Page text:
David Bourget (Western Ontario)
David Chalmers (ANU, NYU)
Rafael De Clercq
Jack Alan Reynolds
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Bioethics 22 (5):269–277 (2008)
The gestational surrogate – and her economic and educational vulnerability in particular – is the focus of many of the most persistent worries about paid surrogacy. Those who employ her, and those who broker and organize her services, usually have an advantage over her in resources and information. That asymmetry exposes her to the possibility of exploitation and abuse. Accordingly, some argue for banning paid surrogacy. Others defend legal permission on grounds of surrogate autonomy, but often retain concerns about the surrogate. In response to the dilemma of a ban versus bald permission, we propose a 'soft law' approach: states should require several hours of education of surrogates – education aimed at informing and enhancing surrogate autonomy.
|Keywords||surrogate motherhood contract pregnancy surrogacy|
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References found in this work BETA
Susan Dodds & Karen Jones (1989). Surrogacy and Autonomy. Bioethics 3 (1):1–17.
Ezekiel J. Emanuel (2005). Undue Inducement: Nonsense on Stilts? American Journal of Bioethics 5 (5):9-13.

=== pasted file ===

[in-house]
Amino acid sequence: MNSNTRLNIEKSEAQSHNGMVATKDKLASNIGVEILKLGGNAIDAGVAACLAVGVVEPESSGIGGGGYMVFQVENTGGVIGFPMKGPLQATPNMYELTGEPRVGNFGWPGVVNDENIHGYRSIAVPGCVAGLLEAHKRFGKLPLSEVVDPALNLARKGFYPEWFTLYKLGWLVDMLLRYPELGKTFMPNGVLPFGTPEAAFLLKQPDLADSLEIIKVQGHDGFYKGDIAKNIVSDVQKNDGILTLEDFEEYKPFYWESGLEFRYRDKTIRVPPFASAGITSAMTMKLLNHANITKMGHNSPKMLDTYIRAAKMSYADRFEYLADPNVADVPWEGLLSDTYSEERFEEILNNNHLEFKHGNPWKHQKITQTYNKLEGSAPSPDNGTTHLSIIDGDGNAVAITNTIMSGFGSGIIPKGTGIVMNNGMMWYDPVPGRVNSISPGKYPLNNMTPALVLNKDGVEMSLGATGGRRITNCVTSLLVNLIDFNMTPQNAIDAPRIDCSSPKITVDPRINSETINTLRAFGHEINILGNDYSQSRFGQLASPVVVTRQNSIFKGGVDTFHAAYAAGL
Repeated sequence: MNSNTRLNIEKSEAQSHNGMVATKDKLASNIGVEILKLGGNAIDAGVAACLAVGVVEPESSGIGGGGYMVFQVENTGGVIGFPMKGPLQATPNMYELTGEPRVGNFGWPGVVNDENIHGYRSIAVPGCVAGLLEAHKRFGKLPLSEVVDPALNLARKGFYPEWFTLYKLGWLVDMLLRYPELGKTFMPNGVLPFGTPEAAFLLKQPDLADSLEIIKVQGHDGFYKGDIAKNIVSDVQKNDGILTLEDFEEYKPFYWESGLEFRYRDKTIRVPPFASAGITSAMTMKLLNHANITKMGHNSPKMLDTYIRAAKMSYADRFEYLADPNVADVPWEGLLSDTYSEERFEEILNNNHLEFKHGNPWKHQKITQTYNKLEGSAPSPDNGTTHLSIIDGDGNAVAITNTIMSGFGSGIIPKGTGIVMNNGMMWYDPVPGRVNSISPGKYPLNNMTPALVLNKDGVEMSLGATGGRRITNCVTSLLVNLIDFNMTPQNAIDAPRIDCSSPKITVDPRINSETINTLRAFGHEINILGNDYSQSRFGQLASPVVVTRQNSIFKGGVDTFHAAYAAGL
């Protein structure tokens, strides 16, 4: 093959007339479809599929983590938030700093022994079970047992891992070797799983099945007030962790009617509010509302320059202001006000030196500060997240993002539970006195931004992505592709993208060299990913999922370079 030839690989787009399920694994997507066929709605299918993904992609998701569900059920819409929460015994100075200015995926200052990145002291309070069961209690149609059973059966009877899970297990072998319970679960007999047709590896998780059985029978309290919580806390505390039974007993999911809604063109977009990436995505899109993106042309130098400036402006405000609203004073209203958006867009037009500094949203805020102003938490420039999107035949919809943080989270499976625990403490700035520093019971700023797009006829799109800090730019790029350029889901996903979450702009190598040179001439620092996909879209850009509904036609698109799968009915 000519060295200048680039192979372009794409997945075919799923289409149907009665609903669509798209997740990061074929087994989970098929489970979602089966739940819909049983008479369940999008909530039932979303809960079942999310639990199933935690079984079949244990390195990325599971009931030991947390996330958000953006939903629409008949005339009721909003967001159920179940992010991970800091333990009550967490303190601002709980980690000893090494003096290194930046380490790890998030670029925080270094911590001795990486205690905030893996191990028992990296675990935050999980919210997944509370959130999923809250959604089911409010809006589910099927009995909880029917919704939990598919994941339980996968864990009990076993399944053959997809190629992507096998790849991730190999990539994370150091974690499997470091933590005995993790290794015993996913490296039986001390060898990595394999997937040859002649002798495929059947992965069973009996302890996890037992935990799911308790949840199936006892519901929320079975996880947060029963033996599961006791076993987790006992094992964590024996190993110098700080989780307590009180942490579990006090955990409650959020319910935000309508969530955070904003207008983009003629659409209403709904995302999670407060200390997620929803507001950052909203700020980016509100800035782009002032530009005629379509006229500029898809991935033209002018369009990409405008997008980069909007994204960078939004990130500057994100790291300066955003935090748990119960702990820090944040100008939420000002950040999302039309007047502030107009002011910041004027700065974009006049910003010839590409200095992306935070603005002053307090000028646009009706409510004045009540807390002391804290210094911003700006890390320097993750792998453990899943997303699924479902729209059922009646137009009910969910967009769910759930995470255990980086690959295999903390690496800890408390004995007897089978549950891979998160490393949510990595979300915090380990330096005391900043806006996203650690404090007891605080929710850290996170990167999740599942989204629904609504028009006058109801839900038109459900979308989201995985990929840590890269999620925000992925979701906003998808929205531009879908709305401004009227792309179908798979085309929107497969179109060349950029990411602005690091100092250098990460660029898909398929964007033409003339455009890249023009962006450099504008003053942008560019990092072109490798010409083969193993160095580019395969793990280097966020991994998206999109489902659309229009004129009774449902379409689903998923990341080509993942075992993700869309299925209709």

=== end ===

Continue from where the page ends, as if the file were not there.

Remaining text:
Justin Oakley (1992). Altruistic Surrogacy and Informed Consent. Bioethics 6 (4):269–287.
Citations of this work BETA
Ben Fraser (2013). The Reluctant Mercenary: Vulnerability and the 'Whores of War'. Journal of Military Ethics 12 (3):235-251.
Jyotsna Agnihotri Gupta (2012). Reproductive Biocrossings: Indian Egg Donors and Surrogates in the Globalized Fertility Market. International Journal of Feminist Approaches to Bioethics 5 (1):25-51.
Jason Hanna (2012). Paternalism and the Ill-Informed Agent. Journal of Ethics 16 (4):421-439.
Louise Anna Helena Ramskold & Marcus Paul Posner (2013). Commercial Surrogacy: How Provisions of Monetary Remuneration and Powers of International Law Can Prevent Exploitation of Gestational Surrogates. Journal of Medical Ethics 39 (6):397-402.
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